As businesses, consumers and government agencies look for ways to take advantage of artificial intelligence tools, experts this week called on Congress to craft AI regulations addressing challenges facing the technology. AI concerns run the gamut from bias in algorithms that could affect decisions such as who is selected for housing and employment opportunities, to the use of deep fake AI that can artificially generate images and sounds that can imitate real human beings' appearances and voices. Yet AI has also led to the development of lifesaving drugs, advanced manufacturing and self-driving cars. Indeed, the increased adoption of artificial intelligence has led to the rapid growth of advanced technology in "virtually every sector," said Sen. Gary Peters (D-Mich.), chairman of the U.S. Senate Committee on Homeland Security and Governmental Affairs. Peters spoke during a committee hearing on AI risks and opportunities Wednesday.
As tech companies continue to leverage the powers of artificial intelligence, U.S. regulators are worried that the technology's fortitude will outpace existing laws and provisions. As a result, the US Chamber of Commerce called for AI to be regulated. U.S. lawmakers say that without proper legislative oversight, AI could become a national security risk or a hindrance to educational integrity. Little legislation currently exists to regulate AI, which is a significant concern for US policymakers. Like other aspects of technology, the dangers and pitfalls of an innovative and transformative technology tend to outpace laws.
An artificial intelligence boom is taking over Silicon Valley, with hi-tech firms racing to develop everything from self-driving cars to chatbots capable of writing poetry. Yet AI could also spread conspiracy theories and lies even more quickly than the internet already does – fueling political polarization, hate, violence and mental illness in young people. It could undermine national security with deepfakes. In recent weeks, members of Congress have sounded the alarm over the dangers of AI but no bill has been proposed to protect individuals or stop the development of AI's most threatening aspects. Most lawmakers don't even know what AI is, according to Representative Jay Obernolte, the only member of Congress with a master's degree in artificial intelligence.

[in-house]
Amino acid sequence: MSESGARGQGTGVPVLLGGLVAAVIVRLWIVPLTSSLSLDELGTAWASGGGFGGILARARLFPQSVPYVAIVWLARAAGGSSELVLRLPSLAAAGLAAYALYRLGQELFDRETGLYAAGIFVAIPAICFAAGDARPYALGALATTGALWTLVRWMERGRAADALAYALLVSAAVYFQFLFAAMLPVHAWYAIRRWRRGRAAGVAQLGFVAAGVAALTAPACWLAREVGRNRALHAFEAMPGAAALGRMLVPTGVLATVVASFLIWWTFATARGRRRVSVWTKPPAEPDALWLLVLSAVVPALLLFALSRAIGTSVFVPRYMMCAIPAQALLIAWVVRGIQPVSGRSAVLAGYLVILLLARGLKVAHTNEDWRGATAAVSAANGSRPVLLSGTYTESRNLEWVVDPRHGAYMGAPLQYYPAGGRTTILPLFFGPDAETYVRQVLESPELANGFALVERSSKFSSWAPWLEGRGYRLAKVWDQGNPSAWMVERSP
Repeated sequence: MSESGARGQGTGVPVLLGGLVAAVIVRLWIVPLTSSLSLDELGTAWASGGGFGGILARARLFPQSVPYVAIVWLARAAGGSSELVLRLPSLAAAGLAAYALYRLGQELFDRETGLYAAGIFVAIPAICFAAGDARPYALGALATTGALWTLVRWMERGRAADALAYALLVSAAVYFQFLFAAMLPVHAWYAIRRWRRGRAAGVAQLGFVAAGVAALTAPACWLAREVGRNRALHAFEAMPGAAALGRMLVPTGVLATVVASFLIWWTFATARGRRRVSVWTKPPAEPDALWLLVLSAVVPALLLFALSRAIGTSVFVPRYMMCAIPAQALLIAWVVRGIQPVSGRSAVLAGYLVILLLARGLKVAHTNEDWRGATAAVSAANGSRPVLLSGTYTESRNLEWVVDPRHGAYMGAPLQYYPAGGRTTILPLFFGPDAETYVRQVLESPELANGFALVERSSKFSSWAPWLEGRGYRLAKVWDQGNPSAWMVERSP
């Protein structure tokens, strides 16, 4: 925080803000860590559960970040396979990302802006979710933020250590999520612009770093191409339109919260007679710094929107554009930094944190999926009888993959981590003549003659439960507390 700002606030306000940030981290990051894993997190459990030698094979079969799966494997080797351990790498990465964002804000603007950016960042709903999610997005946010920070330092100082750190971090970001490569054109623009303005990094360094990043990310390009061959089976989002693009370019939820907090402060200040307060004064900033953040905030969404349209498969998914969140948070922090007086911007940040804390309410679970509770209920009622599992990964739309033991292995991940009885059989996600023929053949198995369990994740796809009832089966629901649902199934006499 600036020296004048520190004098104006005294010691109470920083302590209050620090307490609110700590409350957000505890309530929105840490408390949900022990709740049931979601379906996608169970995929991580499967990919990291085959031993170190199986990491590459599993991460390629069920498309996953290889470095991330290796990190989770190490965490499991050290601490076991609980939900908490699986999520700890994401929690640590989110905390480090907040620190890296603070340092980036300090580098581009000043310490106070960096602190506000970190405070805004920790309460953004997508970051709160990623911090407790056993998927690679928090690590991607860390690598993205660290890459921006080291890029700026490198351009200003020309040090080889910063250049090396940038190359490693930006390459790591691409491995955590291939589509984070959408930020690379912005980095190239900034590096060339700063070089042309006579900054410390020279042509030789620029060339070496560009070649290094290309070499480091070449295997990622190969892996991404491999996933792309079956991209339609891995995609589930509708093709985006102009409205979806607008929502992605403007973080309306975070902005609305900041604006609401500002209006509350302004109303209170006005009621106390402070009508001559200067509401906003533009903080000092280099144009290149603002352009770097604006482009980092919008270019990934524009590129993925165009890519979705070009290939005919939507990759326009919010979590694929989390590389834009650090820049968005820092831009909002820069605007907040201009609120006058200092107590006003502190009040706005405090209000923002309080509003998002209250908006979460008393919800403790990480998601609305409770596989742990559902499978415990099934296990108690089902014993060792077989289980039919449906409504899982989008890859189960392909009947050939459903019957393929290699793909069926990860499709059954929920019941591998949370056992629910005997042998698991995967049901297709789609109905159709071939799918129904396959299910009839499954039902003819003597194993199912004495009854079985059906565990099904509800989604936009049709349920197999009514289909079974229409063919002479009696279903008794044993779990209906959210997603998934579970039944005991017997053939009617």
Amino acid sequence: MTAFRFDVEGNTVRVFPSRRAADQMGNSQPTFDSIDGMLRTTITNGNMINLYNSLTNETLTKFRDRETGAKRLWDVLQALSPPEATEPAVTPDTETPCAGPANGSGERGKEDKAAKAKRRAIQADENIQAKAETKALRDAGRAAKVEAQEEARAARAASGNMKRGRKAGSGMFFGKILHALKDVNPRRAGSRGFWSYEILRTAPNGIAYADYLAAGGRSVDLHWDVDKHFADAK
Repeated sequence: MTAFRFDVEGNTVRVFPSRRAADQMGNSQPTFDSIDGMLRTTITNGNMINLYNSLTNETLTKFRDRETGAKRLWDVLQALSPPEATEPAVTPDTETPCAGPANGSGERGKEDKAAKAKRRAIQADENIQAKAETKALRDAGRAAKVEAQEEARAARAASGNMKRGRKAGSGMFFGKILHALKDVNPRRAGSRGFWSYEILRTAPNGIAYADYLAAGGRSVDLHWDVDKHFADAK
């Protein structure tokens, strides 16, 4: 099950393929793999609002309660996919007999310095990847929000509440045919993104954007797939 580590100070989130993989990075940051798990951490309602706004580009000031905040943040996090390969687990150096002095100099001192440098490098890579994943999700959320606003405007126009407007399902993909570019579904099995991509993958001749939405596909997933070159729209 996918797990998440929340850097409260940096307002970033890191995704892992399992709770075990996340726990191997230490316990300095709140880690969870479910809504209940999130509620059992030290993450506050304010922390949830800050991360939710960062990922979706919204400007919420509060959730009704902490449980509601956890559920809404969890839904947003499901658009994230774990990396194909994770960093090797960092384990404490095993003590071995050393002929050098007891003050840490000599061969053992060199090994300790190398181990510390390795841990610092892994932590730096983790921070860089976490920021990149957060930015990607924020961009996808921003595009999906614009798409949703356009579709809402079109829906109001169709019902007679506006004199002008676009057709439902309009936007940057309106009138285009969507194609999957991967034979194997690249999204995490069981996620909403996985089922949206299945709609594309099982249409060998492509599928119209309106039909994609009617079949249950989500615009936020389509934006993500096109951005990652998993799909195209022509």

Jets can be flown by A.I. and can even take off, land and participate in dogfights. Yes, you read the headline correctly. The United States Defense Department recently confirmed that artificial intelligence successfully flew a jet similar to an F-16 for 17 hours straight. The jet was flown over a series of 12 flights back in December 2022 at the Edwards Air Force Base in Kern County, California. CLICK TO GET KURT'S CYBERGUY NEWSLETTER WITH QUICK TIPS, TECH REVIEWS, SECURITY ALERTS AND EASY HOW-TO'S TO MAKE YOU SMARTER The Defense Department used an experimental plane called the Vista X-62A for the flights.
AI could benefit society, but it could also become a monster. An artificial intelligence boom is taking over Silicon Valley, with hi-tech firms racing to develop everything from self-driving cars to chatbots capable of writing poetry. Yet AI could also spread conspiracy theories and lies even more quickly than the internet already does – fueling political polarization, hate, violence and mental illness in young people. It could undermine national security with deepfakes. In recent weeks, members of Congress have sounded the alarm over the dangers of AI but no bill has been proposed to protect individuals or stop the development of AI's most threatening aspects.